"What's Your ROI?" is meant to be a survival kit.
Young adults are burdened with consumer debt which some will never escape from unless they declare bankruptcy. Others will be straddled with debt and clinically, we know that debt is a major source of depression, apathy and despondency and, once again, stress. Debt and financial problems alone are the biggest factors that cause divorce, and divorce brings with it a whole new set of problems. Debt and interpersonal conflict resulting from a breakdown in communication are two of the biggest factors behind personal stress which only leads to damaged relationships and despair, unless these factors can be overcome.
I want to be part of the cure, not part of the disease. I don't want debt, divorce, depression, and despondency to be part of my children's future, and neither do you. This book was written to help overcome these factors.
So as we get back to the question "Why ROI? Why Now?" the answer is simply that ROI is for such a time as this, because in our society the rules of the game have changed dramatically during the past 50 years. It's no longer a time when the future was bright and full of opportunity. It's no longer a time like the 60's and 70's when teachers would play a game of dreams and aspirations in their classrooms, asking children "Who wants to be an astronaut - raise your hand!" Or else who wants to be a doctor, a teacher, an architect, a fireman or a nurse? That was the past, when young people could dream dreams, and expect to achieve them. For such a time as this, however, the game sounds more like...
"Who wants to go bankrupt - raise your hand!"
Yet bankruptcy is the biggest story in the business section of our newspapers. Is what we want for our future? For the future of our children? Our grandchildren? What kind of legacy will we leave?
At the end of the Second World War, people had every reason to believe that they and their children were going to fulfill their dreams, because they were about to inherit a society full of opportunity. If they simply worked responsibly, acted with integrity, and took advantage of their opportunities that were before them, they could achieve the American Dream. For the first time in history, Americans do not believe that their children will have the opportunity to take hold the of American Dream and have a better life than their parents had. Only two generations after the end of the Second World War, people have every reason to believe a different dream, but it's more like a nightmare because what the next generation is about to inherit is more likely a society that is bankrupt, and in more ways than just financially.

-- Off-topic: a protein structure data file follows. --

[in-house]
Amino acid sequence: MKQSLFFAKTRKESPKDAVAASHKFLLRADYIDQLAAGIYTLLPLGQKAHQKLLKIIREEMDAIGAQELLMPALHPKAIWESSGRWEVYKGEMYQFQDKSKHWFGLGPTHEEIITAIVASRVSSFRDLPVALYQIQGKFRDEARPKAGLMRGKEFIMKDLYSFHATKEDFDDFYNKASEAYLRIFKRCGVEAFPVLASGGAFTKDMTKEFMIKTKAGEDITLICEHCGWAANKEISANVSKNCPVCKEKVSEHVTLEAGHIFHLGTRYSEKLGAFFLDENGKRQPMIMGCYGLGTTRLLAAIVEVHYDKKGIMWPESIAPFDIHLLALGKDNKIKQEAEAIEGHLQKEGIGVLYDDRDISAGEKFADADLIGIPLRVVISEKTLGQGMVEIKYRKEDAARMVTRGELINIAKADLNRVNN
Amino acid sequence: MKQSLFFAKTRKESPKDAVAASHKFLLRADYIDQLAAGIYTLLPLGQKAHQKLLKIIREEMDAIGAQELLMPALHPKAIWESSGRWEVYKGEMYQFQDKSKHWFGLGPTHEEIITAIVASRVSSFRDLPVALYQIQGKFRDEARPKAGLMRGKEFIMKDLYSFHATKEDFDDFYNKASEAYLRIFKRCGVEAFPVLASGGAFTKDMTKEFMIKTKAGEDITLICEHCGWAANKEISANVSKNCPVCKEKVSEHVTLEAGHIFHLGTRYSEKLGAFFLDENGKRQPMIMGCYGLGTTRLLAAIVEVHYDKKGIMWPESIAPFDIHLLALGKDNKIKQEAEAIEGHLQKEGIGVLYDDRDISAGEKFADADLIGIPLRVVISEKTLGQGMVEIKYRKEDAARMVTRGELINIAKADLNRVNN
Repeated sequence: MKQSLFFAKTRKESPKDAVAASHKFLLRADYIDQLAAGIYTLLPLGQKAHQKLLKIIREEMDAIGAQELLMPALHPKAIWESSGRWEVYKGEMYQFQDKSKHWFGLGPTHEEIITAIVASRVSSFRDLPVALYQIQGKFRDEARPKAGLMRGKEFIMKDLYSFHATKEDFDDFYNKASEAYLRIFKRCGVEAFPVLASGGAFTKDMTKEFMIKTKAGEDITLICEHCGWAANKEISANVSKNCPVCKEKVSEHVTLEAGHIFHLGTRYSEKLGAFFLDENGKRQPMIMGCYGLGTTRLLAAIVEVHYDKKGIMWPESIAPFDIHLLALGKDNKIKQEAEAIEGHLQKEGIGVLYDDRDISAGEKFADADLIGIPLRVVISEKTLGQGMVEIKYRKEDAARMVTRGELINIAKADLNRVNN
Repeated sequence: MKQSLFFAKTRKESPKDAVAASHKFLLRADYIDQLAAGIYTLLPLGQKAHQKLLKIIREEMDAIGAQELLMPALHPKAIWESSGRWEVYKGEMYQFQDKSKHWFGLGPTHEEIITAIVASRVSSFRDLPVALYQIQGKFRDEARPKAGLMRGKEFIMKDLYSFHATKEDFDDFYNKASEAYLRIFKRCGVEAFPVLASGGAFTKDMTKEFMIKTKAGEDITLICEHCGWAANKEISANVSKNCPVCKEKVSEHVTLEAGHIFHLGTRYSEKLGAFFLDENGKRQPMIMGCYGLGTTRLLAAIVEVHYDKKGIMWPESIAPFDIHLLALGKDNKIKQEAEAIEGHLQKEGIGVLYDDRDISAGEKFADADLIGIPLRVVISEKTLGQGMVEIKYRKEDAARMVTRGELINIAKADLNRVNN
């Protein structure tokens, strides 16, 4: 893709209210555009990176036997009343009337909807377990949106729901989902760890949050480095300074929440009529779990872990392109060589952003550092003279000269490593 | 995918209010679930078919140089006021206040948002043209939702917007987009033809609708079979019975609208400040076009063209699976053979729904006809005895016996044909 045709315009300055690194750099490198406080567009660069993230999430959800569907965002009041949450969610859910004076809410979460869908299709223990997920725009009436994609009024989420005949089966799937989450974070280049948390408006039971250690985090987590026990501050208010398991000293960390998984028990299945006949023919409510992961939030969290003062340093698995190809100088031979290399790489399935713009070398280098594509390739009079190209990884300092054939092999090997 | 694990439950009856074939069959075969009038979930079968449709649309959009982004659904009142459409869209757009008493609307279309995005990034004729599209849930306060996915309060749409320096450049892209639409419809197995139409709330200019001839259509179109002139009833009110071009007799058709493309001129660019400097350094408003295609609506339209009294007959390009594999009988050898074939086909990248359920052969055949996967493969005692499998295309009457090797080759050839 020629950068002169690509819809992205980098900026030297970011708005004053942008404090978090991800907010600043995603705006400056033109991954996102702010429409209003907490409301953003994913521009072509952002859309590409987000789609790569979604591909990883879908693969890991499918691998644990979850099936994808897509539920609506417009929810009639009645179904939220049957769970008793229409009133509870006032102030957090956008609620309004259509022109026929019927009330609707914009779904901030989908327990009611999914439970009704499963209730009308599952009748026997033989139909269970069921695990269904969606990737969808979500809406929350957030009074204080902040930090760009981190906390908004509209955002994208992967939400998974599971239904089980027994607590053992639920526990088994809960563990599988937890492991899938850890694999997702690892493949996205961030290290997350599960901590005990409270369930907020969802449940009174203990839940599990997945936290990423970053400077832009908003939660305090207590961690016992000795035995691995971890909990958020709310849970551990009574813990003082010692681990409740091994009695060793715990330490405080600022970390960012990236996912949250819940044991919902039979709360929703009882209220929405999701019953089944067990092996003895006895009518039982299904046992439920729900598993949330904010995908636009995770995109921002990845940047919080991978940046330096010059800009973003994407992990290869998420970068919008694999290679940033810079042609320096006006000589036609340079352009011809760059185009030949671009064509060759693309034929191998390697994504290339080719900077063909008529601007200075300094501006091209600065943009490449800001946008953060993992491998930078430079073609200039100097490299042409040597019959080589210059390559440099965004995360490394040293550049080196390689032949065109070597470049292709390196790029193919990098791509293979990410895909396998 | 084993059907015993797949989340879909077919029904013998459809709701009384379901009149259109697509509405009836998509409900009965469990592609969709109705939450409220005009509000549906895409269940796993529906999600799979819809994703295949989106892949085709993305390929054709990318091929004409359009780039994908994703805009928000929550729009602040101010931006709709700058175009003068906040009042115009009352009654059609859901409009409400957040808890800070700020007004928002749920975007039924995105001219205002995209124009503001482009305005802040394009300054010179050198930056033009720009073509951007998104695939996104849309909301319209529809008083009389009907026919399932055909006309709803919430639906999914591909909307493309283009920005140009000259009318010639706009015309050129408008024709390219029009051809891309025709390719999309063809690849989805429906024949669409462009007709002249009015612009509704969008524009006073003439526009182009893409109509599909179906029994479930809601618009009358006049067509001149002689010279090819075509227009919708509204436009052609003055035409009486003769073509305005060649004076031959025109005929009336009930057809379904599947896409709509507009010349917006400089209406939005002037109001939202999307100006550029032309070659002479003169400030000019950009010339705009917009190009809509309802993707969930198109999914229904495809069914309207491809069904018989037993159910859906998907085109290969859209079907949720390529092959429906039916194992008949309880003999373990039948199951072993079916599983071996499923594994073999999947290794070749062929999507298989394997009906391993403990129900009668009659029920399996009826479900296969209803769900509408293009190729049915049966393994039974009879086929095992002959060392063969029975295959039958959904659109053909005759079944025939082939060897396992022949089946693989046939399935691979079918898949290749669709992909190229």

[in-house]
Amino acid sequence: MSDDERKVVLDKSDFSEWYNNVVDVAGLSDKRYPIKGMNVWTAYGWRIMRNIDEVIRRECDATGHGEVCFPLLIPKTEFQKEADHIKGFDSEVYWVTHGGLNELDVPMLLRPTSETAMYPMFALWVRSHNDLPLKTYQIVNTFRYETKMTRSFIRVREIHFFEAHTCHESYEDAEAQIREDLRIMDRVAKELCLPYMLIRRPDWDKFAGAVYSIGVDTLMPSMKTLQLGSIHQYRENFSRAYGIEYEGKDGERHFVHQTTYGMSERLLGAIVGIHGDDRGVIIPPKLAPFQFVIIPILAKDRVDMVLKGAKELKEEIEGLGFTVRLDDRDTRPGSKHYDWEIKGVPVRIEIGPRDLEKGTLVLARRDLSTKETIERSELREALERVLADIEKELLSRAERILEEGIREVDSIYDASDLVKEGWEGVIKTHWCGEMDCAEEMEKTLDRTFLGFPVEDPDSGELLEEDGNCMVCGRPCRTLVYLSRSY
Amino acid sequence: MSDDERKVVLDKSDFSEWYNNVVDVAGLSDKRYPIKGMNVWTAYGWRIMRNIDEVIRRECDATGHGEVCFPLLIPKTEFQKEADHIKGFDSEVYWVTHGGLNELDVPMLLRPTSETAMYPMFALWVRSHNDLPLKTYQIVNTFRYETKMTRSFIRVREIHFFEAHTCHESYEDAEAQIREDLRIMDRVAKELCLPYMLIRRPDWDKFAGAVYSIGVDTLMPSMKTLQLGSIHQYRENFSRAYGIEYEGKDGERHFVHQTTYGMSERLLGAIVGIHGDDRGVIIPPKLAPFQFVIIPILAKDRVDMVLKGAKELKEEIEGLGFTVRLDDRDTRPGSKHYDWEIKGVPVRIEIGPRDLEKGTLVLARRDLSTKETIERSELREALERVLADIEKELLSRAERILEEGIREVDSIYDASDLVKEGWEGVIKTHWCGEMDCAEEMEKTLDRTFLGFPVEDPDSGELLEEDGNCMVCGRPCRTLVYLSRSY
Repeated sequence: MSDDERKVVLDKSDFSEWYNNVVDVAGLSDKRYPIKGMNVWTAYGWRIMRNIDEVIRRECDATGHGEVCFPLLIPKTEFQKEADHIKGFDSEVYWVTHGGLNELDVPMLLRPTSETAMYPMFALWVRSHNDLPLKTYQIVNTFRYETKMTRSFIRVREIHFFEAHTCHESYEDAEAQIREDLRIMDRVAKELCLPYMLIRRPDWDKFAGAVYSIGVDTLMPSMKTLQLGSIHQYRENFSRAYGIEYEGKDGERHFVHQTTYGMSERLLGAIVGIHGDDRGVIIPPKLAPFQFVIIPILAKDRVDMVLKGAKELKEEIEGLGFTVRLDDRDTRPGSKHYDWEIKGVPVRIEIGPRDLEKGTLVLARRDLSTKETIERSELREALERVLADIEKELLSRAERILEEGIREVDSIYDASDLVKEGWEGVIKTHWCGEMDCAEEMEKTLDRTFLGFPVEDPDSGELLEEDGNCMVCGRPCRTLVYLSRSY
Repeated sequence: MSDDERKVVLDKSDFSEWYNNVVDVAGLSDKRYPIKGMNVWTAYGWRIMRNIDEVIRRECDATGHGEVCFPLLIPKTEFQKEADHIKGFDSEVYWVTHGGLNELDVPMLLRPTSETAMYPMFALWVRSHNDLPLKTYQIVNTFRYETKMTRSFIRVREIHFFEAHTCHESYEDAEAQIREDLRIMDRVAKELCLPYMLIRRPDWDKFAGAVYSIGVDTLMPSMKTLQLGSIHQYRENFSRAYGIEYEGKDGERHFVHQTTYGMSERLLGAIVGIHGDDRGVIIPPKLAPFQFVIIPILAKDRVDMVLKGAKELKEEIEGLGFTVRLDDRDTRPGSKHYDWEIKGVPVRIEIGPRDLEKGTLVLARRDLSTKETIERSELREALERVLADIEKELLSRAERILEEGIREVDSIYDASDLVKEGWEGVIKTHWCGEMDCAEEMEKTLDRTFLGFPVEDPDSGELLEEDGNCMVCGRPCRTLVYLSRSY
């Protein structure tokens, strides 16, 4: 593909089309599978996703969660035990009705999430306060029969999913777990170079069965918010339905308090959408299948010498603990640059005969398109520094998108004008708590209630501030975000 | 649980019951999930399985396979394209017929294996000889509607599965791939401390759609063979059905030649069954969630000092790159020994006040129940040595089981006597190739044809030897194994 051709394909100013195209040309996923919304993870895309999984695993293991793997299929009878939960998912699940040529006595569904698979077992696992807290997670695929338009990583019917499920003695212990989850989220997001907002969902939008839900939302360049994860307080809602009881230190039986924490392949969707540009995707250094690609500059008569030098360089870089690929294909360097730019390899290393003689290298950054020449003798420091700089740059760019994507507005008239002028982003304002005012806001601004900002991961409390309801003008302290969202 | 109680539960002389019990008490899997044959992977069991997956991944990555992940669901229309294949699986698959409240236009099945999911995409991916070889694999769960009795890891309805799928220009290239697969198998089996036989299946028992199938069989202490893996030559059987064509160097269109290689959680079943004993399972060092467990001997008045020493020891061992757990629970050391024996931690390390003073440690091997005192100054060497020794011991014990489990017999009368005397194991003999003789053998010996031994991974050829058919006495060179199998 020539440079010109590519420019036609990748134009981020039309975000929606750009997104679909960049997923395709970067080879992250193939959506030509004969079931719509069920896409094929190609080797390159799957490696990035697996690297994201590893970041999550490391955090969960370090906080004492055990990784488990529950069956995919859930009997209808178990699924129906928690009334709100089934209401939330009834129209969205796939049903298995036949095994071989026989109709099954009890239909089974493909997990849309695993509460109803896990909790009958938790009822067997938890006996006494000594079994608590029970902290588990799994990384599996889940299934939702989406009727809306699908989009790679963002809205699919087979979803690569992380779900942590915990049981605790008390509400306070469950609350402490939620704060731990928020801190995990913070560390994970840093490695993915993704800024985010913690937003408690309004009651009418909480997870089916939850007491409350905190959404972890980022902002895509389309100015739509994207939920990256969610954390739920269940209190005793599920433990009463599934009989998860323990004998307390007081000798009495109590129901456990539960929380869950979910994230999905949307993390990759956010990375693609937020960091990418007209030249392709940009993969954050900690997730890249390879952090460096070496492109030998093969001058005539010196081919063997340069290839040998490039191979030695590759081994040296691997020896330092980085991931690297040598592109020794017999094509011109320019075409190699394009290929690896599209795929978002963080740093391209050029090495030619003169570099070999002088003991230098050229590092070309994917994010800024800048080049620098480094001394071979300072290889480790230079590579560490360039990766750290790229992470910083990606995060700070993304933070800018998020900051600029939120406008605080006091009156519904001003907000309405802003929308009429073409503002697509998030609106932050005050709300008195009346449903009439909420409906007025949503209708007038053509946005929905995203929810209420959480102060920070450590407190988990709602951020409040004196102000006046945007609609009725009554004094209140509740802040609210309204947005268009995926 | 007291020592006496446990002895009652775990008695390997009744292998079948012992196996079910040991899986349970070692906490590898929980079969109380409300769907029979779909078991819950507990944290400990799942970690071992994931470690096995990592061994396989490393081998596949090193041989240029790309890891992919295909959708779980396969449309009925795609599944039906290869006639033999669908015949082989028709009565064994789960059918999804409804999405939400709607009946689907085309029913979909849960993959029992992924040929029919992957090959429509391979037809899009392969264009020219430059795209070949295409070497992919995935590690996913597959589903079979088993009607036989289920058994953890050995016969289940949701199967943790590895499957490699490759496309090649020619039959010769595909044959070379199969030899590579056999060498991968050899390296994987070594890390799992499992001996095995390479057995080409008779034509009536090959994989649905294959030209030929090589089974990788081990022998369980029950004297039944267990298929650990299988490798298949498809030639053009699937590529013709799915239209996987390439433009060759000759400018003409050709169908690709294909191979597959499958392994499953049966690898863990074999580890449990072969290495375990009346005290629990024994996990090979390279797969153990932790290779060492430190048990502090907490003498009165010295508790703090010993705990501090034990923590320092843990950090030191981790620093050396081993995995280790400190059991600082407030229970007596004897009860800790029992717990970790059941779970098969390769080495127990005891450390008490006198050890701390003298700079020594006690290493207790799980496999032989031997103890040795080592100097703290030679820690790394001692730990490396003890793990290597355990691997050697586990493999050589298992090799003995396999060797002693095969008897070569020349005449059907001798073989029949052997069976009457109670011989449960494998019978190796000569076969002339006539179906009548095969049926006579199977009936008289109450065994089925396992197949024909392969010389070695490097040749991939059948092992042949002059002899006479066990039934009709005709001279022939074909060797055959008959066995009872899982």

And all because we have forgotten the wisdom that parents and grandparents used to pass on from one generation to the next. If there is no one to teach us that the "real ROI" is about how to be responsible, and act with integrity, then we will never be able to take advantage of opportunity, because there simply won't be that opportunity. Most of you do not want that kind of future, nor do you want your children or grandchildren to inherit a society with a bankrupt future that is mortgaged to the hilt.
If you want a different future for your children, and your children's children, then you need to help them unlearn old habits to relearn older habits - the habits that were the under girding foundation of our social fabric as little as only fifty years ago. The principles of ROI in this book provide a way to get back to your future, and if what you've already read from "What's Your ROI"? or even just what you have read in the last few paragraphs, speaks to where you are at in your heart and mind, then you probably would want to start right away.